The actual venue for this gig was rather hard to find but was located in a small, hot and rather muddied tent on a field not far from Barking Town Hall. About a dozen people were present in the audience as the four-piece band launched into their first song.
Muha began in 2004 and play Eastern European contemporary folk. The band comprises Iryna Muha on lead vocals and semi-acoustic guitar, Dmitry Fedotov on lead guitar, Louise Clements on electric bass and Nikki Mckenzie on beat box. Though they announced after the second song that they were from Nottingham, they’re an Anglo-Ukrainian band, and in a set that lasted just under an hour they played eleven songs and received consistently warm applause from the audience, which grew as the event went on. A couple of guys who looked liked they’d had a very good lunch indeed danced in the aisle for several numbers and one loudly requested ‘Money for Nothing’ by Dire Straits – but the band smiled and played gamely on.
The guitar playing of Dmitry, which has blues and Latin overtones, was particularly impressive – reminiscent of former Rolling Stone Mick Taylor’s in its fluidity. Iryna’s strong vocals also stood out, as she demonstrated she could hit the high notes too. She has an interesting guitar-playing style, plucking the strings with extended fingertips as if playing a harp. Beneath the soaring guitar and vocals the rhythm section were tight and added considerable depth to the overall sound. Iryna showed her musical dexterity as she played a harmonica intro on one song and a Brazilian instrument called a berimbau on another. This is used to accompany capoeira and consists of a gourd attached to a long vertical stick with a single amplified string.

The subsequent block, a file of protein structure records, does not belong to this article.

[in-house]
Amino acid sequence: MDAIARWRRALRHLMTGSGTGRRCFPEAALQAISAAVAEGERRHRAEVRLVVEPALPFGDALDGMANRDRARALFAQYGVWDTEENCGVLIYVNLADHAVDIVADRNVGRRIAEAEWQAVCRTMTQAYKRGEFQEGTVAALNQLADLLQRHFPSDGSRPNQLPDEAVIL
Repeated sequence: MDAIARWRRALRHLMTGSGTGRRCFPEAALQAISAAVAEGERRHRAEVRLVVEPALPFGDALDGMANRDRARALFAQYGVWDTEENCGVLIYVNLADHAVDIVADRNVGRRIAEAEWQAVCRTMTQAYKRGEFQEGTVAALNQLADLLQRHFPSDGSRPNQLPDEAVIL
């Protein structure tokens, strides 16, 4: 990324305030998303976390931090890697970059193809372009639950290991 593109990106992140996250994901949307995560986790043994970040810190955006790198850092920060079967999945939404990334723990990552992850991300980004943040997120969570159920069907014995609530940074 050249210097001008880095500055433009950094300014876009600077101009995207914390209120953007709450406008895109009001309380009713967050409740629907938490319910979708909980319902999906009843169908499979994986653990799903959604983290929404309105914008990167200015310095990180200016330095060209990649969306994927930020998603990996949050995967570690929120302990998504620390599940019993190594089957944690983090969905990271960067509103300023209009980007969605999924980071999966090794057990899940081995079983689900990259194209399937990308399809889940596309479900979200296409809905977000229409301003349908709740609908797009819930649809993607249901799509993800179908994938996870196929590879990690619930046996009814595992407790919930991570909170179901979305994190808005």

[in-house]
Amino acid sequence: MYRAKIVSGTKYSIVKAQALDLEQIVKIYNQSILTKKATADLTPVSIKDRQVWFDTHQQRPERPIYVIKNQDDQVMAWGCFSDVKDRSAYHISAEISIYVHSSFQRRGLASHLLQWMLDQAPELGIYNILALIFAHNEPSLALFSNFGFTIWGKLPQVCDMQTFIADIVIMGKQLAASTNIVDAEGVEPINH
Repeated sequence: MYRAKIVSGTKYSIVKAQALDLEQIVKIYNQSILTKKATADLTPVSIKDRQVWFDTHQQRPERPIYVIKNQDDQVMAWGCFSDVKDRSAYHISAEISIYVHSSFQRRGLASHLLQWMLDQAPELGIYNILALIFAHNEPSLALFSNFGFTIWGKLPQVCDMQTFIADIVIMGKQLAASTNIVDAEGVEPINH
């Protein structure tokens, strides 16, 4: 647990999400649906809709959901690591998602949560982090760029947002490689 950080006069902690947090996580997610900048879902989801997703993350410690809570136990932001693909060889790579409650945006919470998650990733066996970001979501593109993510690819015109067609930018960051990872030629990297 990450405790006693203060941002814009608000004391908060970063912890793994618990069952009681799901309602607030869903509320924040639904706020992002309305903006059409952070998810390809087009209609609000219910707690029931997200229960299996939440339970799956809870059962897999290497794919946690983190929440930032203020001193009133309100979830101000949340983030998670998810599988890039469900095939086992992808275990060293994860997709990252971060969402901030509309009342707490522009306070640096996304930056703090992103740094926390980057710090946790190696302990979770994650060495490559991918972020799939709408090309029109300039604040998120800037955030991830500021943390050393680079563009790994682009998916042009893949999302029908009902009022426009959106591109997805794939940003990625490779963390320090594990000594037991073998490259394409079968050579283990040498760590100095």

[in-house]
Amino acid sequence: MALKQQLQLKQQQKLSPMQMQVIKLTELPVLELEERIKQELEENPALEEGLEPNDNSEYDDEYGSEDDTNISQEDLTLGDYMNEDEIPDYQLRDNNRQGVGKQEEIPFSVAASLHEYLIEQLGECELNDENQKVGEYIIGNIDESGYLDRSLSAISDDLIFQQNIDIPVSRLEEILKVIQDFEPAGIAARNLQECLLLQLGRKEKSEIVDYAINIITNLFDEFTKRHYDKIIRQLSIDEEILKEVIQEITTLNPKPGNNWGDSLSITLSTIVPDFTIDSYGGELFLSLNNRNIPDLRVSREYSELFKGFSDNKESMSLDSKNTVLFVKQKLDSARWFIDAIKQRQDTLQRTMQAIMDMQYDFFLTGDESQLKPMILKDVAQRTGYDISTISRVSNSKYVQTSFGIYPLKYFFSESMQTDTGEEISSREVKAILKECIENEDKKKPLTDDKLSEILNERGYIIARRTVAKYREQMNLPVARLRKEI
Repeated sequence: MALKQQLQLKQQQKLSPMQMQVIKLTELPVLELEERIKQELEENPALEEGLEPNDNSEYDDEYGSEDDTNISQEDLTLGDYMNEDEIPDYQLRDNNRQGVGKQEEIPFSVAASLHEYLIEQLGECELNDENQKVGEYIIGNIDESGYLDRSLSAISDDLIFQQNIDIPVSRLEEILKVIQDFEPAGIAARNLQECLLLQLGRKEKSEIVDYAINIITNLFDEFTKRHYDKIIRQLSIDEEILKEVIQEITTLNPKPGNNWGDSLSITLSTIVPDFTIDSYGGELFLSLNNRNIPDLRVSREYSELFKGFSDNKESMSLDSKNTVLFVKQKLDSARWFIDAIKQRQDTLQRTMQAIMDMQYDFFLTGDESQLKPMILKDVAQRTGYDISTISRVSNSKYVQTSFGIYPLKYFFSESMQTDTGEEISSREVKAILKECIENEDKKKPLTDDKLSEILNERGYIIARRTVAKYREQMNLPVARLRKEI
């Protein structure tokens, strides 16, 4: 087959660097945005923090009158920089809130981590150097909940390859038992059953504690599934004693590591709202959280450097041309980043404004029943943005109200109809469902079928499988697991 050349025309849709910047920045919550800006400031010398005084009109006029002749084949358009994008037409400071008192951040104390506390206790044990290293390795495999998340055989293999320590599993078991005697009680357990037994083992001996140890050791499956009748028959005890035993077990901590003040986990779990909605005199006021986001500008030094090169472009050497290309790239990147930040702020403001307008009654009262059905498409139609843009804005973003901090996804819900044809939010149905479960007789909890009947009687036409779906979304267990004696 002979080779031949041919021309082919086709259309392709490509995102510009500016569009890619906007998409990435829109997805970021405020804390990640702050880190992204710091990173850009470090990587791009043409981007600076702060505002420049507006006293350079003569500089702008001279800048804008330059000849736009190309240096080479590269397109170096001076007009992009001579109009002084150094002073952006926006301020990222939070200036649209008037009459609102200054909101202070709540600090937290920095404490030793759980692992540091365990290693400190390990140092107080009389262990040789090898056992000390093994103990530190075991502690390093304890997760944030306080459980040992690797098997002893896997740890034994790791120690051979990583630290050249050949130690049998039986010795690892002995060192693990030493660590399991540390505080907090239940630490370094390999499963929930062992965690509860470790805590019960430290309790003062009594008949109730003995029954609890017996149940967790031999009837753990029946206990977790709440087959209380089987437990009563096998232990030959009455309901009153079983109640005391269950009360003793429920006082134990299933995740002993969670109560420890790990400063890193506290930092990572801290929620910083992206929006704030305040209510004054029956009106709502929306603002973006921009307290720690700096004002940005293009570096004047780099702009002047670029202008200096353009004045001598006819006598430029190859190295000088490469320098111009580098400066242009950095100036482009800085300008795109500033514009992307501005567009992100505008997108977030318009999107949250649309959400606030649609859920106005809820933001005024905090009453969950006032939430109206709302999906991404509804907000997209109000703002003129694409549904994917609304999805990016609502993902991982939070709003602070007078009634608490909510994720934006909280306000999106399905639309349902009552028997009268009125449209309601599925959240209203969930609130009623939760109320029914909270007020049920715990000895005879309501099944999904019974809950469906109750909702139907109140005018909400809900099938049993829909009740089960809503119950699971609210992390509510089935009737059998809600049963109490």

This song received the greatest applause and no doubt it was in part due to the unusual scat-singing from bassist Louise near the end, which may well be the kathak vocals attributed to her on their website. On the song after that Iryna played a hurdy-gurdy, a wooden instrument which involves turning a handle while pressing keys. It had a beautiful haunting sound and it would have been nice to hear it on more than one track. Not to be outdone, Nikki on beat box switched to bongos for the last few numbers. The songs varied in tempo and one had a distinctly Latin feel: clearly the group have a variety of influences.
I would warmly recommend this band. My only gripe with Muha in fact is a linguistic one – songs seemed to veer solely between Ukrainian and Russian, and while this isn’t a problem in itself, for non-Ukrainian-speaking members of the audience – surely the majority on Sunday – a little preamble in English or even just a translation of the title would surely have supplied the missing link. A quick glance at the lyrics on their website show songs almost animistically close to nature, full of vivid imagery of rivers, dew, oceans, grassland, and thunderstorms. Their song ‘Let’s Talk About The Weather’ surely has sentiments local audiences would both recognise and relish:
‘Its raining again
The rain doesn’t want to stop.
But what one can do-
This is the way the English weather is
Greyness for people
Fresh greenneness for trees
….Where is Winter, where is Autumn, where is Summer
You wouldn’t tell without a calendar
But what one can do –
At least there is always something to talk about-
To discuss the weather
Ten times a day.’
Further details of Muha – their releases and future dates – can be found on the band’s website: www.muha.co.uk. Their London concert on 19th July was part of Night of Festivals, Barking, 2015